Eight years ago, Briceson Ducharme was a 22-year-old gay man in Denver when his friend, Blake, passed away.
Ducharme was a transplant from the tiny plains town of Eaton, followed by a few years in Fort Collins. Ducharme had been living on his own in Denver for five years when his friend died.
Blake, who Ducharme said died in his late 30s, had been deeply involved in LGBT community.
“He was a great man who always gave of himself for charity,” Ducharme said of his friend. “It was a devastating loss for the community, and for his partner.”
Blake had also been open about being HIV-positive.
“He wanted to make sure people realized they knew at least one person who was positive,” Ducharme said.
Just 11 months later, Ducharme got devastating news of his own. He, himself, tested positive for HIV.
“It was definitely a shock; I thought I had been more careful than other people thought they were,” Ducharme said.
“I believe that people who find out they have HIV go through a grieving period, similar to after a death,” he said.
But Ducharme, unlike many from an earlier generation, had the fortune of knowing other HIV-positive people — people who had lived for years with the disease. HIV still isn’t something to take lightly, but the sheer terror of the early crisis had faded; Ducharme knew, by his friend’s example, that life can go on after testing positive.
It was the very night after Ducharme found out he had HIV that he called his family to tell them. His mother and sister drove down from Fort Collins right away to be with him as he — a young man of 23 — began an undesired, but survivable, phase of his life.
“My sister, being the crazy investigative person she is, started searching right away for information,” Ducharme said.
They had to understand the HIV myths and facts for themselves and their worried mother, and find out how to stay alive and healthy with the virus.
“Thank God for the Internet,” he said.
And soon after, Ducharme was taking up his friend’s example by getting in front of an issue that, for many people, seems like the end of the world.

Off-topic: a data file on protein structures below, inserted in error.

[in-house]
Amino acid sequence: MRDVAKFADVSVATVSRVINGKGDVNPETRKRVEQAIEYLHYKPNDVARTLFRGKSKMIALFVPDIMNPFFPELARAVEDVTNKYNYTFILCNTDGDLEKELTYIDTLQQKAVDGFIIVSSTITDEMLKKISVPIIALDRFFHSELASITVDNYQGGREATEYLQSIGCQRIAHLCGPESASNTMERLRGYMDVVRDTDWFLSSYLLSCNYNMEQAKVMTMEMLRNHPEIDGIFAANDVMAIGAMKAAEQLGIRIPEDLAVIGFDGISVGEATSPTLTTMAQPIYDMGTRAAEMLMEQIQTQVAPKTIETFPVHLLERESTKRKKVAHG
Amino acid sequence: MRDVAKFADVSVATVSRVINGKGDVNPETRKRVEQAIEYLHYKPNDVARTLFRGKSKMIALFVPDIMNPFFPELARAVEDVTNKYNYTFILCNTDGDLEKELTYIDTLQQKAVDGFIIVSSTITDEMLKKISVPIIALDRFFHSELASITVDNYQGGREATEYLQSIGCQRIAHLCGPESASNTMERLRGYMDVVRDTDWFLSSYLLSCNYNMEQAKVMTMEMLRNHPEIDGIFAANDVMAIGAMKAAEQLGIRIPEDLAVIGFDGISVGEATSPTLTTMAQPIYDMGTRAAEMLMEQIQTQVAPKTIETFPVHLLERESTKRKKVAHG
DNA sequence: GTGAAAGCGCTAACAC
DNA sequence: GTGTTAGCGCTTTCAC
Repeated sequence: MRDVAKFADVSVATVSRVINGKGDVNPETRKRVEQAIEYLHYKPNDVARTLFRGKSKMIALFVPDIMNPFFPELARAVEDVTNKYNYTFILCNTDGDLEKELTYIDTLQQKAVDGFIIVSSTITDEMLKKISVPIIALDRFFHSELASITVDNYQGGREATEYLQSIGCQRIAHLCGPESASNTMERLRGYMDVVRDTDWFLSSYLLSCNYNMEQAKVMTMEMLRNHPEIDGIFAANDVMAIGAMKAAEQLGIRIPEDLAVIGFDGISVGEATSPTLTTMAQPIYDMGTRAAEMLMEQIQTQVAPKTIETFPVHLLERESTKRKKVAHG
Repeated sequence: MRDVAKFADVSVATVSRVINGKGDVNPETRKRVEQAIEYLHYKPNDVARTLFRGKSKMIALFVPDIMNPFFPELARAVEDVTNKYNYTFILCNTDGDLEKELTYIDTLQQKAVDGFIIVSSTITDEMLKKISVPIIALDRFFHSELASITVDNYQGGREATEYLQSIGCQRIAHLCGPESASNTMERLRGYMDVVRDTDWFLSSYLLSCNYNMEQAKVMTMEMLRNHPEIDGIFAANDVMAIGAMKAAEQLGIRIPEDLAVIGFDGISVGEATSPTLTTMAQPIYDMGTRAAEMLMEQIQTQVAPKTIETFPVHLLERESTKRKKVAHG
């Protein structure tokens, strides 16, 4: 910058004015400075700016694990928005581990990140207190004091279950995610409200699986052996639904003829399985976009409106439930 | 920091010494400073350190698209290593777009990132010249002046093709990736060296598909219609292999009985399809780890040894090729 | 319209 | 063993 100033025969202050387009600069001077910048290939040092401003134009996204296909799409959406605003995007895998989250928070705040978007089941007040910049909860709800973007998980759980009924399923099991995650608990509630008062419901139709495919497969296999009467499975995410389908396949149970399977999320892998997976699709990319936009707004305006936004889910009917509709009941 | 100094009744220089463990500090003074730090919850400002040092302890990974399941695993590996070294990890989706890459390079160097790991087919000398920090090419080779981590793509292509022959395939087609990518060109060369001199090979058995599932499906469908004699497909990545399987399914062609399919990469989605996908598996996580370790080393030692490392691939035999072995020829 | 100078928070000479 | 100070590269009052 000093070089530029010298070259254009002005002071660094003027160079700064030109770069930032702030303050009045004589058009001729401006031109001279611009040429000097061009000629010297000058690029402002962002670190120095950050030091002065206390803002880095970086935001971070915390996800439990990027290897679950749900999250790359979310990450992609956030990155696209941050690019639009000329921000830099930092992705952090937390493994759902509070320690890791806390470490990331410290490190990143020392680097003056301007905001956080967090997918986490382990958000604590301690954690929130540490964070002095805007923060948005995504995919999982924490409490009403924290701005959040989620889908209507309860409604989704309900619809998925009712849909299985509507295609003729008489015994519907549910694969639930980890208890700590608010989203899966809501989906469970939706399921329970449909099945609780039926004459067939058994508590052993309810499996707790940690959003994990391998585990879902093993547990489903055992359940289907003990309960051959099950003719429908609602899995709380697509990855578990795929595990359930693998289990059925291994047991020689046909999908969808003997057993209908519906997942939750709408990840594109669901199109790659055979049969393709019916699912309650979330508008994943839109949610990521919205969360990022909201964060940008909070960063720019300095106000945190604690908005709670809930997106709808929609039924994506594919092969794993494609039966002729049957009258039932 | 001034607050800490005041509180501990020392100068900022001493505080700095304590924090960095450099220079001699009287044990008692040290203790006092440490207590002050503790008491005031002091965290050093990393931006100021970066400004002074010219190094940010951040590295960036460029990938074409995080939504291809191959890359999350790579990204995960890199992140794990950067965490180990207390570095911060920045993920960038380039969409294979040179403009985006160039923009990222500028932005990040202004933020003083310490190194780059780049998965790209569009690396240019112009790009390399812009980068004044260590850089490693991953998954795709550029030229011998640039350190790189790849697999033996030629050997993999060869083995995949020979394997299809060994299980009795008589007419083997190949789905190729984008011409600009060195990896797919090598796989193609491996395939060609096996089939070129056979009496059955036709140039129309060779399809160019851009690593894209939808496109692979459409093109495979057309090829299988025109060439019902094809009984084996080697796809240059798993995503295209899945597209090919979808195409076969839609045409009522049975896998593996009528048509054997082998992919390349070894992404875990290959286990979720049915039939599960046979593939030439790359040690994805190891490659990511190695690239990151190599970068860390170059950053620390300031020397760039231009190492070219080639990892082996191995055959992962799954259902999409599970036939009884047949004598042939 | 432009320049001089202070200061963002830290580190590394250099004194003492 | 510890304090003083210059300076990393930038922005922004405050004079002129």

Now Ducharme is well-known in Denver’s LGBT community, but not by his given name. It’s his other persona — Ginger Sexton — that most find has a familiar ring to it.
Sexton has embraced life as an HIV-positive drag performer and fund raiser for HIV-related causes. Eventually, she was becoming a popular figure in local shows, and narrowly losing to Denver’s Nina Flowers to become a contestant on RuPaul’s Drag Race.
And Ginger Sexton started raising money.
“I started using whatever celebrity-ish I had to start doing some good,” Sexton said.
A year and a half ago, Sexton thought of a new idea to raise funds for HIV/AIDS. With friends, she threw together an event she named the Apocalyptic Ball, a night of music and performances that in 2010 raised about $20,000 for Colorado AIDS Walk. She hopes it can be repeated: this year’s Apocalyptic Ball — cruising on last year’s success, and even more name recognition and a larger number of performers and volunteers —has an ambitious goal of raising $25 thousand for the organization.
On Friday, July 22, doors open at 8 p.m. at Denver’s Gothic Theater. The show starts at 9, and will include drag performances, a fashion show, and a silent auction.
“I’m excited. It’s definitely a really awesome night,” Sexton said.
Tim Schuetz, Colorado AIDS Project spokesman, said the Apocalyptic Ball is one of the top fundraisers for AIDS Walk Colorado. “We’re very thankful for her and her efforts,” he said.
Schuetz encouraged all to get their tickets before the event sells out. He called it “a night that does not disappoint.”
Sexton, meanwhile, said it is “a night that’s not to be missed.”
“The lucky charms all come together in the pot of gold with a rainbow,” she said.
Tickets to the upcoming ball can be purchased from The Gothic Theater at $15 for admission, or $200 for a VIP seat.